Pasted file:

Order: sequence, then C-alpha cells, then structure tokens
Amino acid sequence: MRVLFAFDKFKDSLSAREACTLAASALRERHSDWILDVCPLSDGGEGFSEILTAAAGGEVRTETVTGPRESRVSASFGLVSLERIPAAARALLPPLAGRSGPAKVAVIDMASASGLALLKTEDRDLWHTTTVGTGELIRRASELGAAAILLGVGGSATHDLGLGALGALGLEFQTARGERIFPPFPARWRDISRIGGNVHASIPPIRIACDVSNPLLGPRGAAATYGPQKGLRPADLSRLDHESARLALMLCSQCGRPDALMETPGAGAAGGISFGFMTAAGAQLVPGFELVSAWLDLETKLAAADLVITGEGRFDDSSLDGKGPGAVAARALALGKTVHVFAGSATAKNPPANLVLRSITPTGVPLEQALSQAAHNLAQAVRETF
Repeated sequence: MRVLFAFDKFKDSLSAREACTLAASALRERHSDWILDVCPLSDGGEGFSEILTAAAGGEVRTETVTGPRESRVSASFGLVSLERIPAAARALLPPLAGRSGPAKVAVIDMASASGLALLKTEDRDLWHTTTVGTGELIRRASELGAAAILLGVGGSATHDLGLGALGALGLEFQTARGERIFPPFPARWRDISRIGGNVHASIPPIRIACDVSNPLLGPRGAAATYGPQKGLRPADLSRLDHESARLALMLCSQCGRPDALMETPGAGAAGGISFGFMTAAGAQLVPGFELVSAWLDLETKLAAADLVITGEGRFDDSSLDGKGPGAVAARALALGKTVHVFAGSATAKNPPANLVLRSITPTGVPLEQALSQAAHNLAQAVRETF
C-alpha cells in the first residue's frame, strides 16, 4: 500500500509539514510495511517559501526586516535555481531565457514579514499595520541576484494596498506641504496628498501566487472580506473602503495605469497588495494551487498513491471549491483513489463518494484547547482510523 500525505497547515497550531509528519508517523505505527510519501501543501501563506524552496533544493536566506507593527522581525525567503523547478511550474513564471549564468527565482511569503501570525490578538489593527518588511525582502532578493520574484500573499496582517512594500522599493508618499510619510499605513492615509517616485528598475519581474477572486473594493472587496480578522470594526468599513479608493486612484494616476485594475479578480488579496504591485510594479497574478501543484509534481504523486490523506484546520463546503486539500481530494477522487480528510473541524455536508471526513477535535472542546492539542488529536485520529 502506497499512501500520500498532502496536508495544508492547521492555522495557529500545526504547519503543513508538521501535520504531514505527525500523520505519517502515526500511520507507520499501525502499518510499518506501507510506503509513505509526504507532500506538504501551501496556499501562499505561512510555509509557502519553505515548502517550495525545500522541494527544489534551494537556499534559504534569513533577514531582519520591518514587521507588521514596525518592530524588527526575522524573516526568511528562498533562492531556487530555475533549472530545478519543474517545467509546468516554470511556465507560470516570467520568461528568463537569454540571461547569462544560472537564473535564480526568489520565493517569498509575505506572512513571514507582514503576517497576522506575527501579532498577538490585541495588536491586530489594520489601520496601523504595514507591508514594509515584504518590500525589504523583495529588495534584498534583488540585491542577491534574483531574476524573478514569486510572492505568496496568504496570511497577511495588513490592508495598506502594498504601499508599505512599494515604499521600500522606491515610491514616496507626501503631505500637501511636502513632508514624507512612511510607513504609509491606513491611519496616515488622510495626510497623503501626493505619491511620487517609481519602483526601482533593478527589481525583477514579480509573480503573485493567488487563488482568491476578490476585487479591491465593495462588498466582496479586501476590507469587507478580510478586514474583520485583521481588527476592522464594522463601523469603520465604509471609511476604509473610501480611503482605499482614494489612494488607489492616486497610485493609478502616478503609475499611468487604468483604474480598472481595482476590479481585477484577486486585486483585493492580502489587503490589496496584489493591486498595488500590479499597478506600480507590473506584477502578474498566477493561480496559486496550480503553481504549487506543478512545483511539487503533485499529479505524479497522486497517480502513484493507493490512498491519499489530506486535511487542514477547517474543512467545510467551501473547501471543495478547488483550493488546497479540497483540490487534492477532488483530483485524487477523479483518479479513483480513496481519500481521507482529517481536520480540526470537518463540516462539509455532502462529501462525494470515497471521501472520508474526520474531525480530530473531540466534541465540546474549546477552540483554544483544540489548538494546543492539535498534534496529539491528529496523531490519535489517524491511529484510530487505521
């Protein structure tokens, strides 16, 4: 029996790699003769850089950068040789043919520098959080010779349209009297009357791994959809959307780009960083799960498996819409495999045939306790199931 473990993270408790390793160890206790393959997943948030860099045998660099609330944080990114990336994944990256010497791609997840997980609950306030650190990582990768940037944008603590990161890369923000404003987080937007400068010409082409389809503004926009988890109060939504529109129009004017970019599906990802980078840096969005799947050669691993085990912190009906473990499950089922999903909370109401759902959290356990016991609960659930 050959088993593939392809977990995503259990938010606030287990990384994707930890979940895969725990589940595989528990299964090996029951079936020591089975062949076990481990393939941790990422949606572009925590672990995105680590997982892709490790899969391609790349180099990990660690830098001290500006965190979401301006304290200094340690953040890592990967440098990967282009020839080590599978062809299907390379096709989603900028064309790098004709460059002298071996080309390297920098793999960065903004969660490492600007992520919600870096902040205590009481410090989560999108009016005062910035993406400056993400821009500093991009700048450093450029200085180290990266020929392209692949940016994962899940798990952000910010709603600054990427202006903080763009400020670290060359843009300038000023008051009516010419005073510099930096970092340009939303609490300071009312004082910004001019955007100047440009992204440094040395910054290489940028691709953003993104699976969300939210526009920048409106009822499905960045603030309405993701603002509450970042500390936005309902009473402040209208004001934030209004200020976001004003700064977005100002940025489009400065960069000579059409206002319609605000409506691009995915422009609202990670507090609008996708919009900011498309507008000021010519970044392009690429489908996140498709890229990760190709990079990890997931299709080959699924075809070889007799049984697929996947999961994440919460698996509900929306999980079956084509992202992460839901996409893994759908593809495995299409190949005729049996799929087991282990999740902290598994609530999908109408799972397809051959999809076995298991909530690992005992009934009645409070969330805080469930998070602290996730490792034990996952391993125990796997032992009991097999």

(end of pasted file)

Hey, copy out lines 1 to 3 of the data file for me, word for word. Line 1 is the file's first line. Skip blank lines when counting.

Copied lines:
Order: sequence, then C-alpha cells, then structure tokens
Amino acid sequence: MRVLFAFDKFKDSLSAREACTLAASALRERHSDWILDVCPLSDGGEGFSEILTAAAGGEVRTETVTGPRESRVSASFGLVSLERIPAAARALLPPLAGRSGPAKVAVIDMASASGLALLKTEDRDLWHTTTVGTGELIRRASELGAAAILLGVGGSATHDLGLGALGALGLEFQTARGERIFPPFPARWRDISRIGGNVHASIPPIRIACDVSNPLLGPRGAAATYGPQKGLRPADLSRLDHESARLALMLCSQCGRPDALMETPGAGAAGGISFGFMTAAGAQLVPGFELVSAWLDLETKLAAADLVITGEGRFDDSSLDGKGPGAVAARALALGKTVHVFAGSATAKNPPANLVLRSITPTGVPLEQALSQAAHNLAQAVRETF
Repeated sequence: MRVLFAFDKFKDSLSAREACTLAASALRERHSDWILDVCPLSDGGEGFSEILTAAAGGEVRTETVTGPRESRVSASFGLVSLERIPAAARALLPPLAGRSGPAKVAVIDMASASGLALLKTEDRDLWHTTTVGTGELIRRASELGAAAILLGVGGSATHDLGLGALGALGLEFQTARGERIFPPFPARWRDISRIGGNVHASIPPIRIACDVSNPLLGPRGAAATYGPQKGLRPADLSRLDHESARLALMLCSQCGRPDALMETPGAGAAGGISFGFMTAAGAQLVPGFELVSAWLDLETKLAAADLVITGEGRFDDSSLDGKGPGAVAARALALGKTVHVFAGSATAKNPPANLVLRSITPTGVPLEQALSQAAHNLAQAVRETF